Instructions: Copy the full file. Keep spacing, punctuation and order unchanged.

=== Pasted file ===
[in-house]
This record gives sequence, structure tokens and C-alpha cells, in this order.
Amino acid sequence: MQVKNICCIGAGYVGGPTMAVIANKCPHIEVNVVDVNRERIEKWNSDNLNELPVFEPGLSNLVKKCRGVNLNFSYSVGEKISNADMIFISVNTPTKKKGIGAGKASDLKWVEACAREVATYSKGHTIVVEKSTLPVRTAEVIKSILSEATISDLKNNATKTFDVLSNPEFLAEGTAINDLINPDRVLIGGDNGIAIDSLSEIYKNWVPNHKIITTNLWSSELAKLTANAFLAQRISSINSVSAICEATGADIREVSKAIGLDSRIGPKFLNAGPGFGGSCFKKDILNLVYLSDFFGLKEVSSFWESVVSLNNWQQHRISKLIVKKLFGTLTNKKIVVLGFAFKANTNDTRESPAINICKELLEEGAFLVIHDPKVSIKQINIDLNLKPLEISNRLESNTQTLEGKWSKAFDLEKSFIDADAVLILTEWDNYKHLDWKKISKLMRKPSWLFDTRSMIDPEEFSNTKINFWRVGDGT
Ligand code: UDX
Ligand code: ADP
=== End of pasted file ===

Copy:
[in-house]
This record gives sequence, structure tokens and C-alpha cells, in this order.
Amino acid sequence: MQVKNICCIGAGYVGGPTMAVIANKCPHIEVNVVDVNRERIEKWNSDNLNELPVFEPGLSNLVKKCRGVNLNFSYSVGEKISNADMIFISVNTPTKKKGIGAGKASDLKWVEACAREVATYSKGHTIVVEKSTLPVRTAEVIKSILSEATISDLKNNATKTFDVLSNPEFLAEGTAINDLINPDRVLIGGDNGIAIDSLSEIYKNWVPNHKIITTNLWSSELAKLTANAFLAQRISSINSVSAICEATGADIREVSKAIGLDSRIGPKFLNAGPGFGGSCFKKDILNLVYLSDFFGLKEVSSFWESVVSLNNWQQHRISKLIVKKLFGTLTNKKIVVLGFAFKANTNDTRESPAINICKELLEEGAFLVIHDPKVSIKQINIDLNLKPLEISNRLESNTQTLEGKWSKAFDLEKSFIDADAVLILTEWDNYKHLDWKKISKLMRKPSWLFDTRSMIDPEEFSNTKINFWRVGDGT
Ligand code: UDX
Ligand code: ADP